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7 April 2017, G20 Insights

A decentralized, consumer-driven model for the solar eco-system

The transition to renewable energy is hampered by the lack of suitable, affordable products and specialised financing for its infrastructure. This infographic, as part of a policy brief put forth by Gateway House, set to be tabled at the 2017 Hamburg G20 conference, outlines an ecosystem to overcome these hurdles

Senior Fellow, Energy, Investment and Connectivity

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Abstract: The transition from fossil-fuel based energy usage towards renewable energy sources needs to be accelerated. The issue is at the developing country level, where a lack of funds and technology – both promised by international institutions but not delivered – exacerbates the problem. Where financing is available, very few “bankable” projects exist for global investment.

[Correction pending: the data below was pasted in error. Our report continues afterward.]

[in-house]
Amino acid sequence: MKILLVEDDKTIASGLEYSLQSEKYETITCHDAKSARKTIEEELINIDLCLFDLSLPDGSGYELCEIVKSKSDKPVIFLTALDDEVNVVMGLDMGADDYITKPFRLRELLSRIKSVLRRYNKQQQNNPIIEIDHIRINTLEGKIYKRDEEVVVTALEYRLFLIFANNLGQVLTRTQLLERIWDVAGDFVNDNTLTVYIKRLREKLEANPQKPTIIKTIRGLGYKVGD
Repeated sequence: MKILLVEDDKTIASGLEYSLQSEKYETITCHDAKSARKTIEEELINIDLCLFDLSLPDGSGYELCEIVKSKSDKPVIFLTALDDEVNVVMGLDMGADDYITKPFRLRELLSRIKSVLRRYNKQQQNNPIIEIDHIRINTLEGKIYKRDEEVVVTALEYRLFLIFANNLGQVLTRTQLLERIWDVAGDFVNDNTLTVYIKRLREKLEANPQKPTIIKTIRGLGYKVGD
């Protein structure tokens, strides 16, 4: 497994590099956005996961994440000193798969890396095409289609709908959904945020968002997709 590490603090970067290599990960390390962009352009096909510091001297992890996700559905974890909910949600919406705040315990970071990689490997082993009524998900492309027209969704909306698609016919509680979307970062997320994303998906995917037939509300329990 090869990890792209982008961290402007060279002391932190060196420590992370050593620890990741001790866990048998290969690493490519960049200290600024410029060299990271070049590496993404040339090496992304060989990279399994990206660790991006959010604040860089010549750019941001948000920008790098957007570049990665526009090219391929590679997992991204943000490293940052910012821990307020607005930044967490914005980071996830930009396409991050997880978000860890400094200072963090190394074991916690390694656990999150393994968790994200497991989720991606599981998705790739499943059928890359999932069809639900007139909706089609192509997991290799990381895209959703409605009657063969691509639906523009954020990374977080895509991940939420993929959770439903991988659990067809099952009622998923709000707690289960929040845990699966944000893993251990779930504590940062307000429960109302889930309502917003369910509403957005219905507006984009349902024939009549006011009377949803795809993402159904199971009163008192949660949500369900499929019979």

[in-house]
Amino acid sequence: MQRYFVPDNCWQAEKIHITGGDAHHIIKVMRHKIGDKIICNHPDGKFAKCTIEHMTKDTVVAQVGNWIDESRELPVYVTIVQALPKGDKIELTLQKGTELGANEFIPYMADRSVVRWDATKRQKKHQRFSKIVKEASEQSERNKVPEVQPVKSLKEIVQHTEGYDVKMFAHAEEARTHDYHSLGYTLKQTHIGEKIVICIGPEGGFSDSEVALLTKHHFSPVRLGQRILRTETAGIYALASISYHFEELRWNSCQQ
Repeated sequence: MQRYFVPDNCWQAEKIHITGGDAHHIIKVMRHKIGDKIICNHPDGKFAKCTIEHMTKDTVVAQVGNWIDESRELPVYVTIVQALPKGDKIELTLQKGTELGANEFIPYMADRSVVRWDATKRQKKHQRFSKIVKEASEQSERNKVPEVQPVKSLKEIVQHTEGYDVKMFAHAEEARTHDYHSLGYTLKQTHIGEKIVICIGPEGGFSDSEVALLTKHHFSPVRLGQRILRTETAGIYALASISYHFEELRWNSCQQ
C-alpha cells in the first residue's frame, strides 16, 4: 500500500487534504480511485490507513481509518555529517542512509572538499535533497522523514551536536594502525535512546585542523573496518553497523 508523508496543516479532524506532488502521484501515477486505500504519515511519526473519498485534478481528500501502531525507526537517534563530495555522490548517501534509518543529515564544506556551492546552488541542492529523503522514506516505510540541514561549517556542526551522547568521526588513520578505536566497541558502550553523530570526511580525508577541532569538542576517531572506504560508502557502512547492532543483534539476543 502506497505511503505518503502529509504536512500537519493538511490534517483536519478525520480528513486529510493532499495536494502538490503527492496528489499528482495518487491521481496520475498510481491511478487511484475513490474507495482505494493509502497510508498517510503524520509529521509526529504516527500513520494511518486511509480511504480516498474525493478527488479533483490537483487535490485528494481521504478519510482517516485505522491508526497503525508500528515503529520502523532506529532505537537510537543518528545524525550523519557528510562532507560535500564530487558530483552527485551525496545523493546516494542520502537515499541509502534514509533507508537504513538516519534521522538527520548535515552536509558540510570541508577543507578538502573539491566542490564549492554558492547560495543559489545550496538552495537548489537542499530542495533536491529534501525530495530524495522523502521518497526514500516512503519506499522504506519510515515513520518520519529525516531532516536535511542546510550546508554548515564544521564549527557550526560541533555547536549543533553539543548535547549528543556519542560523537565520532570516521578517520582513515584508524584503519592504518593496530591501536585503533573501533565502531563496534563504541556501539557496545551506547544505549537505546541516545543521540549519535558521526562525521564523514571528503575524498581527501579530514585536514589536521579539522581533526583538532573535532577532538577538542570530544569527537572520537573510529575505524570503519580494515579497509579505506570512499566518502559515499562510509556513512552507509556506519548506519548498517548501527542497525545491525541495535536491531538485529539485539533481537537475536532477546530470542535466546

To hasten the transition, a new decentralized, consumer-based renewable energy approach must be adopted. Solar energy technology is particularly suited for this and can see early gains for climate change. The G20 can create policies to help develop products for consumers and facilitate global private capital and multilateral finance towards this goal.

You can download the PDF version of ‘A decentralized, consumer-driven model for the solar eco-system’ on G20-Insights.

Amit Bhandari is Fellow, Energy & Environment Studies, Gateway House.

Akshay Mathur is the Director of Research and Fellow, Geoeconomic Studies at Gateway House.

Purvaja Modak is Researcher, Geoeconomic Studies and Assistant Manager, Research Office at Gateway House.

This paper was exclusively written by Gateway House: Indian Council on Global Relations for G20-Insights. You can read more exclusive Gateway House content here.

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